My Fish Tank
- Pages: 5
- Word count: 1045
- Category: Water
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There truly is nothing more magical than the first time you walk through an aquarium. A blue glow of light, the fish swimming all around you in more hughes of colors than you’ve ever imagined. The way they flirt with you on the other side of the glass, “hey come follow me!” they call out to you as they pass by. Because of this mysterious wonder, I’ve decided to start my own fish tank! First I had to grab all of my materials. My tank is a lovely 55g with a stand and lots of figurines. Then I had to go through the steps of setting up the tank, picking a location, making sure everything looked perfect. Then came the even more fun part of cycling it. It wasn’t easy, but hopefully what I have learned along the way can help you to start your own fish tank too! II. Body
The most important step to owning a fish tank, is finding one! That’s not all you’ll need though, you have a lovely list of quite expensive materials you must acquire before even getting your fish! You need an aquarium, gravel, and figurines. these are needed so that your fish have a happy fun environment where they can hide and feel safe as they swim around for your pleasure. Not to mention they are what helps your tank to look totally awesome and one of a kind. Also you’ll need a filter, replacement media, a heater, test kits for water parameters and nitrogen monitoring, an aquarium vacuum, a fish net and a glass scrubber. These are the items you are going to use to maintain your fish tank and keep it up to par for your fish’s lives. You have to make sure that your tank is incredibly clean so that your fish won’t get sick or die in this process. The last things you need are fish food, and a water de-chlorinator. These are what helps to keep your fish healthy and happy! Now to the fun stuff!
Next we have to carry out the steps of how to set up your tank. Time to pick a location for your fish to live! Make sure your choice is out of direct sunlight, in a low traffic area, and in an easy to reach location. You don’t want to risk the chance of someone knocking over your tank by accident or not being able to reach the tank so you can clean it if it gets dirty. Once you’ve chosen your location it’s time to set up your tank. Be sure to wash your gravel and figurines, they’re most likely covered in dust, and you really don’t want that floating around in your tank. Carefully place all of your gravel and decorations in the bottom, be sure to not over fill the bottom so that your fish have a comfortable environment. Now it’s time to fill the tank! I used a water hose to slowly fill mine up, but you can also use a bucket or a hose pipe.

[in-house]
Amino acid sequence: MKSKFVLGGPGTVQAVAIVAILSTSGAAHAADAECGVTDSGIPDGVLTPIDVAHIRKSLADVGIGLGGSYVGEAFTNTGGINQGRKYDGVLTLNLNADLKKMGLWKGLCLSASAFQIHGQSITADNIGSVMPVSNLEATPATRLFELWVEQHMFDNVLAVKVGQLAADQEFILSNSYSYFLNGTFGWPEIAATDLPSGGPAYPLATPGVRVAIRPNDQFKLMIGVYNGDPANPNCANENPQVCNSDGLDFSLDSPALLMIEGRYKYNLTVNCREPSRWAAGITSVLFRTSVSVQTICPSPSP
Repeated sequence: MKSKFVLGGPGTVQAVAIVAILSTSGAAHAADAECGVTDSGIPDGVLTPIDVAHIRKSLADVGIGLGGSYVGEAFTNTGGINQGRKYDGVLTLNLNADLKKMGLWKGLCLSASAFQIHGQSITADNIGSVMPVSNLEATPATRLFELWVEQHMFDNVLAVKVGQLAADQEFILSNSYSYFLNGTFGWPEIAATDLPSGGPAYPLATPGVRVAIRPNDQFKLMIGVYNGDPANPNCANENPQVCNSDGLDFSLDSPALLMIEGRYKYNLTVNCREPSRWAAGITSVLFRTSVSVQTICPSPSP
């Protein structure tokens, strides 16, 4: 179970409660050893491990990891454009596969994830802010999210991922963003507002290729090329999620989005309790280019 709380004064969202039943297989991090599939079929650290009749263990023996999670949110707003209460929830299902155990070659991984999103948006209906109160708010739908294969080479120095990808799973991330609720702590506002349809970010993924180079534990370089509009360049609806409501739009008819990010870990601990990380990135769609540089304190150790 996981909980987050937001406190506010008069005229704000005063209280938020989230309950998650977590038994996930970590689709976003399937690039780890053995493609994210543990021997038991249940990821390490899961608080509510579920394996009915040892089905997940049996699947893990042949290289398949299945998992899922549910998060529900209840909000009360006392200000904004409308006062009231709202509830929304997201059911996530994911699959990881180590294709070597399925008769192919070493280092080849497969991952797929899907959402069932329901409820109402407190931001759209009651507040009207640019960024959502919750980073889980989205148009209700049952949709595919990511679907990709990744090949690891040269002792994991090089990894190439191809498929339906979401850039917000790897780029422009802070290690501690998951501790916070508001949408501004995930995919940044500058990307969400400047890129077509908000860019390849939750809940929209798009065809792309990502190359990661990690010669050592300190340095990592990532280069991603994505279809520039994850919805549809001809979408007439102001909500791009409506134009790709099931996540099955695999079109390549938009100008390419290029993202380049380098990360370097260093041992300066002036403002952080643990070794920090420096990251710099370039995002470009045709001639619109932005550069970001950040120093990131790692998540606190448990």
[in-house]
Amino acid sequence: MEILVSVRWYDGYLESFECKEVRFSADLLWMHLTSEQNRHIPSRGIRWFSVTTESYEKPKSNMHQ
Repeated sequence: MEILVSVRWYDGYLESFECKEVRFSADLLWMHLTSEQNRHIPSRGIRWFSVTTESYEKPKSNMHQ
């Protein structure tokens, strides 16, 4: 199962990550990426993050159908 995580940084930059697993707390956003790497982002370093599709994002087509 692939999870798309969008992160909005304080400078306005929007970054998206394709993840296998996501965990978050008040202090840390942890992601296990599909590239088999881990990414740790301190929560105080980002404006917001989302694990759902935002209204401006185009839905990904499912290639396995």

Be sure to use your water de-chlorinator, although there are no fish, chlorine and chloramines can build up over time. Clean out your filter material, these always contain heaps of nasties and debris you don’t want in your tank. place the filter material in the filter and then into the aquarium. If it is a hang on filter like mine, you will need to fill the back up with water before turning it on. Now time for the heater, this little guy makes sure your fish won’t get to cold in what little winter we have here in Florida. Finally place your light on the top and now you’re ready to start building bacteria! Hold your horses there cowboy, you’re still not finished yet!
It’s time to cycle this domain! This is probably the most important part of setting up your new tank, lots of steps and lots of science! first you need to add a few fish to the aquarium. these little guys have got to produce ammonia that the bacteria feed on. I suggest a few feeder fish for starters. Be sure to add the right amount of fish to the tank, so as not to over fill it. Do a few water changes every couple of days, about 10-15% of the water needs to be scooped out and replaced. Once again be sure to have used your de-chlorinator in the water so as not to kill off any awesome bacteria. When you feed your fish be sure not to over feed them, the food can cloud up the tank.
This process will take anywhere from 2-8 weeks, take your water to be tested at a local pet store for free, or you can buy an in home water test and do it yourself. The nitrite should spike around the second week and then convert to nitrates, at this point you should be able to carefully add more fish into the aquarium, do so slowly so you don’t produce another mini- cycle. if you are certain that your nitrite and ammonia are at 0, then feel free to experiment with slightly more exotic fish. After the tank is up and there is still excess ammonia, this may be due to inadequate filtration or overpopulation or even over feeding.
You’ve done it! You’ve gotten all of your materials, you set up your tank, and now you’ve filtered it! Not too shabby if I say so myself. You should know the ins and outs of your tank by now and have a healthy lovely environment for your fish to be happy and swim in delight. Feel free to add plants during the cycling stage. Get creative with mixing different types of fish and decorations in your tank. Remember each fish is going to have its own personality, this is what adds to the magic of your aquarium. Kids will gather round and gaze in wide wonder at all of your hard work bringing you pride and joy for all you have had to go through to maintain a tank as healthy and good looking as yourself.